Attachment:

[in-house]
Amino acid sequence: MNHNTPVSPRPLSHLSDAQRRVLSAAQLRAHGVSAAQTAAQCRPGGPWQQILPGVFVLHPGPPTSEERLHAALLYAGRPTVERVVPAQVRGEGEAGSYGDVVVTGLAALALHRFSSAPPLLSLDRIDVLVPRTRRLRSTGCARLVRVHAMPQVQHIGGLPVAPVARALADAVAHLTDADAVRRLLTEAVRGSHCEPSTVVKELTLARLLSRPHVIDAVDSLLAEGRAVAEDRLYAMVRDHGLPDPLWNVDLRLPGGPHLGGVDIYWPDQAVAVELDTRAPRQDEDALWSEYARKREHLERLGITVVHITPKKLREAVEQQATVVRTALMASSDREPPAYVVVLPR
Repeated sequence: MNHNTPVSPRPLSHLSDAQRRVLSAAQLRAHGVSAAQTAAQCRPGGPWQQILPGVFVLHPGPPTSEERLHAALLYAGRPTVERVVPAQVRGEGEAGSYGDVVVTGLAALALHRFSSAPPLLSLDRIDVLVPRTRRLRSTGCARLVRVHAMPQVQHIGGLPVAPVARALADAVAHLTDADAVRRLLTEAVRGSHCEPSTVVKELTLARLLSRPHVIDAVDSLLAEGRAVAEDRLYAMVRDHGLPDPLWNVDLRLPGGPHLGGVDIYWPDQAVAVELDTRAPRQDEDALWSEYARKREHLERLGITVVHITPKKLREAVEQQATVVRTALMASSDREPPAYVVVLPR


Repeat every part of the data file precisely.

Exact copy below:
[in-house]
Amino acid sequence: MNHNTPVSPRPLSHLSDAQRRVLSAAQLRAHGVSAAQTAAQCRPGGPWQQILPGVFVLHPGPPTSEERLHAALLYAGRPTVERVVPAQVRGEGEAGSYGDVVVTGLAALALHRFSSAPPLLSLDRIDVLVPRTRRLRSTGCARLVRVHAMPQVQHIGGLPVAPVARALADAVAHLTDADAVRRLLTEAVRGSHCEPSTVVKELTLARLLSRPHVIDAVDSLLAEGRAVAEDRLYAMVRDHGLPDPLWNVDLRLPGGPHLGGVDIYWPDQAVAVELDTRAPRQDEDALWSEYARKREHLERLGITVVHITPKKLREAVEQQATVVRTALMASSDREPPAYVVVLPR
Repeated sequence: MNHNTPVSPRPLSHLSDAQRRVLSAAQLRAHGVSAAQTAAQCRPGGPWQQILPGVFVLHPGPPTSEERLHAALLYAGRPTVERVVPAQVRGEGEAGSYGDVVVTGLAALALHRFSSAPPLLSLDRIDVLVPRTRRLRSTGCARLVRVHAMPQVQHIGGLPVAPVARALADAVAHLTDADAVRRLLTEAVRGSHCEPSTVVKELTLARLLSRPHVIDAVDSLLAEGRAVAEDRLYAMVRDHGLPDPLWNVDLRLPGGPHLGGVDIYWPDQAVAVELDTRAPRQDEDALWSEYARKREHLERLGITVVHITPKKLREAVEQQATVVRTALMASSDREPPAYVVVLPR